lrwxr-xr-x  1 fsaberi  wheel  34 Nov 21 14:48 o -> ../../../Users/fsaberi/tmp/links/y

mac:links fsaberi$ perl ../../Documents/workspace/sltree/ ../../tmp/links/v
  -> /Users/fsaberi/tmp/links/w
   -> /Users/fsaberi/tmp/links/x
    -> /tmp/ooo/o
     -> /Users/fsaberi/tmp/links/y
      -> /Users/fsaberi/tmp/links/z
       -> /usr/bin/dig

where link "v" eventually points to the program dig. Here is the source:


use strict; use warnings;

use Cwd;

use File::Basename;

my $start_node = $ARGV[0];


print "Must provide a file as argument: $0 <file>\n"; exit;


my $tree = DFS_G($start_node);

print $tree->[0] ."\n";

for(my $i=1; $i < scalar(@$tree) ; $i++){

print ' ' x $i;

print " -> ". $tree->[$i] ."\n";


# normalizeNewLink_relative_to_OrigLink, returns an absolute path with the . and ..'s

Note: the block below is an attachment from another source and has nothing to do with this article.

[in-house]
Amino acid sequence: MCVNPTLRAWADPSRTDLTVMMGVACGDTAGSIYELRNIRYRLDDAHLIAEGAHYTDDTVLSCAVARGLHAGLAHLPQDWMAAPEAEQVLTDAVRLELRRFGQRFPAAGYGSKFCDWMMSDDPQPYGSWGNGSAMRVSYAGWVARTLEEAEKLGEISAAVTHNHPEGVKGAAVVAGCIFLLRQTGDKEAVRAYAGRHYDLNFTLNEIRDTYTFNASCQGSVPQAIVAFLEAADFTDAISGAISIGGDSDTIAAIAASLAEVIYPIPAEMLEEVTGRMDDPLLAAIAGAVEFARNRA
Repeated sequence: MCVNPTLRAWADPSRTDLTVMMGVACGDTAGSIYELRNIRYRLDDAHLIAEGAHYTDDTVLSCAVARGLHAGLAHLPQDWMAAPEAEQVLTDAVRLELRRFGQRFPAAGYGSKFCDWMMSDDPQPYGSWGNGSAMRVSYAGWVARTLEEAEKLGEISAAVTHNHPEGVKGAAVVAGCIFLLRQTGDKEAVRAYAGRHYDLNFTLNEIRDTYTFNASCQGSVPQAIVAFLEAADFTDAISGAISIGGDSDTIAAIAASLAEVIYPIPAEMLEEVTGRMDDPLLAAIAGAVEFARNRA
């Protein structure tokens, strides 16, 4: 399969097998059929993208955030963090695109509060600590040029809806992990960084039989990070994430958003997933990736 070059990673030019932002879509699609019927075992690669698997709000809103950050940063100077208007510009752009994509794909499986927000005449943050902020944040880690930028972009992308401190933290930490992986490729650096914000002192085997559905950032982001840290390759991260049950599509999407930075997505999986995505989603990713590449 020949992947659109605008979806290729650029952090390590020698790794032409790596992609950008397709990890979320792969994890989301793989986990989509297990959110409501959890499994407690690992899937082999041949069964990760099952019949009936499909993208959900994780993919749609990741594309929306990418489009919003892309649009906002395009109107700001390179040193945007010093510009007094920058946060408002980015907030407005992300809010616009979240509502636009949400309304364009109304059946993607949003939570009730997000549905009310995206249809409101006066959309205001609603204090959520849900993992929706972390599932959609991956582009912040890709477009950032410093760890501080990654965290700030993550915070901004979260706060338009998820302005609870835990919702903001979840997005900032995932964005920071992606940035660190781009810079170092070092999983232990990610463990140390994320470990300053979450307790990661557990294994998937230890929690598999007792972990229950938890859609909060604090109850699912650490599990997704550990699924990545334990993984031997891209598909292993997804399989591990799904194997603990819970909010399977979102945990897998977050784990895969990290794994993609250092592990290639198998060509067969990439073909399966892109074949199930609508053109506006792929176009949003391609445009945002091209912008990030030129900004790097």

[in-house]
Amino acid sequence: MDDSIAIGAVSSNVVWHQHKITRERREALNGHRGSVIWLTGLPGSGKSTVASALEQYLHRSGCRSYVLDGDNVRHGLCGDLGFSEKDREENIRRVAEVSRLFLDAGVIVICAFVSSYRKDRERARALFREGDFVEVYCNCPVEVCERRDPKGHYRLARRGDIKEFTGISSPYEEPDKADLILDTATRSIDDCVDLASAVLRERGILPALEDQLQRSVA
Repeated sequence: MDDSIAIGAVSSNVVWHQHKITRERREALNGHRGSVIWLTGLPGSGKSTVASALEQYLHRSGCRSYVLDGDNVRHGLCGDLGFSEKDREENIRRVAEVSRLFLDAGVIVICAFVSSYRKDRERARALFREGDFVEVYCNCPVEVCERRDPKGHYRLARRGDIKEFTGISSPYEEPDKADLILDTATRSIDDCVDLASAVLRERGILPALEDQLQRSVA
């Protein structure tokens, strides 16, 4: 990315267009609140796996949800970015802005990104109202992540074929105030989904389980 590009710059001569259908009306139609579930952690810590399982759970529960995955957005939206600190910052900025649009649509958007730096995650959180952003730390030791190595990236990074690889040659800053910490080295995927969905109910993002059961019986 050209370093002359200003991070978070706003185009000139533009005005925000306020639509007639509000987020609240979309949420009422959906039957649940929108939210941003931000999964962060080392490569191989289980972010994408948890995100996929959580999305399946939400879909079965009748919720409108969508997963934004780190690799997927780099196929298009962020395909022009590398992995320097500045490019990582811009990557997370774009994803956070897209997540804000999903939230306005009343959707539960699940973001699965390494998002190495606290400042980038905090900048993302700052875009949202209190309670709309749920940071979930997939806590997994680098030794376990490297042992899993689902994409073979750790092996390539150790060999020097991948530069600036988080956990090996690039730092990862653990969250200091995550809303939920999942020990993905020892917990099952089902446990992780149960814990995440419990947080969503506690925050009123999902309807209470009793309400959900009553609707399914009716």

# removed. If path is not absolute, then it will be relative to another path. Meaning

# that this other path will be prepended to the original path first.

# If that "relative to" path is not given, then it will be relative to current working

# directory. (ugliest function name ever! sorry about that.)

sub normalizeNewLink_relative_to_OrigLink{

my $newlink = shift;

my $relativeTo = shift || undef;

my $origlink = $newlink; # store orig path in case an error message needs it.

unless(defined $relativeTo){

$relativeTo = getcwd();


my ($filename, $directories, $suffix) ;

if(-l $relativeTo){

($filename, $directories, $suffix) = fileparse($relativeTo);

$relativeTo = $directories;


$relativeTo =~ s/\/$//;

# this is how i have to get abs_path so that perl doesn't fail in case it 

        # is a bad link.

unless($newlink =~ /^\//){

($filename, $directories, $suffix) = fileparse($newlink);

$filename .= $suffix;

$newlink = $relativeTo . '/'. $directories . $filename;


if($newlink eq '/'){

return $newlink;


my @dirs = split('/', $newlink);

my @newlink;

for(my $i = 0 ; $i < scalar(@dirs); $i++){

if ($dirs[$i] eq '.' || $dirs[$i] eq ''){